Finally, the Prius family of gasoline hatchbacks offers an electric all-wheel drive variant of the traditional non-pluggable model, nicknamed the Prius AWD-e, adding a seamless pull to its list of snow-biker drivers' virtues. . And if you think: "A big deal, they just add the rear axle hardware of a RAV4 or a Highlander," think again.
The engines needed for these big soft road people would have been exaggerated in a Prius and therefore would have delivered glass stickers unworthy of this sub-brand. The engine is new and uses induction technology without a magnet, just like the front engine of the new Tesla 3-engine twin engine. The advantage of this design is that when the motor is not used, there are no rotating magnets to generate parasitic current that could otherwise create a drag. In the Prius, the rear engine engages at launch up to 6 mph, and then as needed for traction at speeds up to 43 mph. At the time of writing, Toyota has not provided power, torque, or performance specifications for this engine.
Another bold departure from the rest of the Prius range is the battery. It still resides beneath the rear seat and gives the new Prius AWD-e 2019 an identical 65.5 cu. Ft. Cargo space, but it returns to a "new compact chemistry" based on hydride. nickel metal. Among the reasons for this change, Toyota cites excellent cold weather performance (the RAV4 and Highlander hybrid models still use nickel metal hydride, front-wheel drive models continue with lithium-ion technology). Again, Toyota has not yet revealed the capacity of the new battery at the time of printing.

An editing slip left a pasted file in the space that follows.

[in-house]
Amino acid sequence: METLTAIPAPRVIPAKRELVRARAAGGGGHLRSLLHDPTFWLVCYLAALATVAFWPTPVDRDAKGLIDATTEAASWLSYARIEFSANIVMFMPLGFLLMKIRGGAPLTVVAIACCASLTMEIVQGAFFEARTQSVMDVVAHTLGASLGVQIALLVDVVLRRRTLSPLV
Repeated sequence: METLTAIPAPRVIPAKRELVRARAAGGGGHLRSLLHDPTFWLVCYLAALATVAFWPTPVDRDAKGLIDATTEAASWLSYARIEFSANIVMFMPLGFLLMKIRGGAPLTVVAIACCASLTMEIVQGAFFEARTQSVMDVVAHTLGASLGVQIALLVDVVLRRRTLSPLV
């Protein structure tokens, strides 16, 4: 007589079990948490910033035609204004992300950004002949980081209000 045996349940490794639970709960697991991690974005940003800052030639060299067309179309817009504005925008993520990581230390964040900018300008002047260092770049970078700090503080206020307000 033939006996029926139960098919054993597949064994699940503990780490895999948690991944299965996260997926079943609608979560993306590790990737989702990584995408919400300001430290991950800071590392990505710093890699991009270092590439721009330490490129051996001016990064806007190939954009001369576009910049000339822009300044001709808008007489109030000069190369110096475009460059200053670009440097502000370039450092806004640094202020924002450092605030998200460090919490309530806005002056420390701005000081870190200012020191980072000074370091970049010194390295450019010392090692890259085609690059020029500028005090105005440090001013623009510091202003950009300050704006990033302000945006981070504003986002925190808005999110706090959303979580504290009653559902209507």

A key Toyota statistic is the sharing is now the EPA's estimated fuel consumption for the Prius LE AWD-e and the XLE AWD-e: 48/41/45 mpg city / highway / combined. For reference, the L Eco model (formerly known as "Two Eco") gets a rating of 58/52/56 mpg, while LE, XLE and Limited front-drive models (formerly called One, Two, Three , Four and Three / Four Touring) get 54/50/52 mpg stickers. In our opinion, if you want to see higher glass sticker numbers on a AWD vehicle, you must use a fully electric system.
Also new for 2019, a revised and refined front and rear styling that removes the strange hang down headlights and taillights. The look is considerably cleaner – some will say "more generic" – while remaining completely separate from the Prius Prime plug-in. Adaptive headlights are offered on the XLE and standard on the Limited model. Inside, there are also some revisions of colors and carvings. On the AWD-e models, the 4.2-inch dual-function dual-display offers displays describing elements such as front and rear torque distribution. Top Limited models benefit from Toyota Safety Connect, which offers emergency assistance, stolen vehicle tracking, collision notification and more, free for three years.
Toyota expects AWD-e to account for up to 25 percent of Prius sales in the United States.